Why You Need to Unify Agile Methodologies among Teams | TechWell

Why You Need to Unify Agile Methodologies among Teams

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The modern workforce looks quite different than before. Where workers were once tethered to their desks and computer towers, they are now seeking more remote work opportunities using mobile devices. Organizations must provide their employees with the tools and policies necessary to keep everyone on the same page, no matter what device they're utilizing or where they're working from.

For application development and deployment, teams are beginning to expect similar flexibility with their work options. Whether it's a small team with remote workers or a large team separated across business locations, it's critical to enforce the same procedures across the board. Organizations need to unify their agile methodologies among their teams for a few key reasons.

1. Consistency

In many ways, agile product development has made a lot of progress over legacy approaches, but it is still a complicated effort in many ways. Agile has a number of subsets like continuous everything, DevOps, and lean, but not every team needs all of these initiatives within their strategy. Organizations will tailor their agile plan to suit their development and testing advancement. However, if the policy isn't communicated effectively, it can lead to inconsistent workflows, unaligned schedules, and other issues.

Teams must devise a singular document detailing their agile strategy and should train all of their members to work under these guidelines. InformationWeek's Curtis Franklin Jr. noted that even determining whether Scrum or Kanban will be utilized is a critical decision. This will demonstrate what is expected and create a sense of consistency across the board. When everyone completes processes the same way, work can flow smoothly, and teams can rest easy that projects are progressing as expected.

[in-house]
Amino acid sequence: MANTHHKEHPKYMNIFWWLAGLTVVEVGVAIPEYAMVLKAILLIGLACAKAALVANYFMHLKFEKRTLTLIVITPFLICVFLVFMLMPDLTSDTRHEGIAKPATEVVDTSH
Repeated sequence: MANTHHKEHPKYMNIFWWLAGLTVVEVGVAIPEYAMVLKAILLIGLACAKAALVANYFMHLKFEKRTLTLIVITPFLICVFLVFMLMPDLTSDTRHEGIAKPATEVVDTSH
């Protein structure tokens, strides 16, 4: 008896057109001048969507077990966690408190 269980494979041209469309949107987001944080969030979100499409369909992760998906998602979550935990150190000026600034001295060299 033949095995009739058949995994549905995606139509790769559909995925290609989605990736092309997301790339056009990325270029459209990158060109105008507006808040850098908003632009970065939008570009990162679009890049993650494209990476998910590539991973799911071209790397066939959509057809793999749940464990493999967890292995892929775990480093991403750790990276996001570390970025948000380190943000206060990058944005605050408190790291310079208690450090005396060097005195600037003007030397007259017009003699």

2. More Autonomy

Agile places emphasis on teams being able to govern and think for themselves. This entails making decisions that will benefit the team as well as bring value to the business overall. However, if teams don't have a unified agile methodology, more micromanagement will be required. Teams would have little power within this environment and may feel reminiscent of legacy development processes.

By establishing a single agile strategy across the board, teams will have the guidelines necessary to work as a unit that can govern itself. Atlassian noted that teams will likely go through four stages of group development, where roles are established, relationships are formed, and they are ultimately able to run well with little oversight. In this type of situation, teams are more empowered to focus on being strategic and perform well, ultimately leading to better projects and agile initiatives.

3. Better Results

Agile promises to bring a number of significant benefits to development teams, but it's only possible if teams establish a unified methodology. For example, teams can use test management tools, but if they aren't using it in the same way, they may not get the same results. Organizations must determine how best to use agile tools to deliver on all of the potential advantages that the approach can offer. When teams have set up a unified agile methodology, teams can significantly improve their capabilities.

Agile software development is a complex initiative to undertake, especially when a dispersed team is involved. Organizations must establish a unified agile methodology to ensure that everyone is on the same page and understands what is expected of them in these efforts. By creating such a strategy, teams will be able to be more autonomous, be more consistent, and achieve better results.

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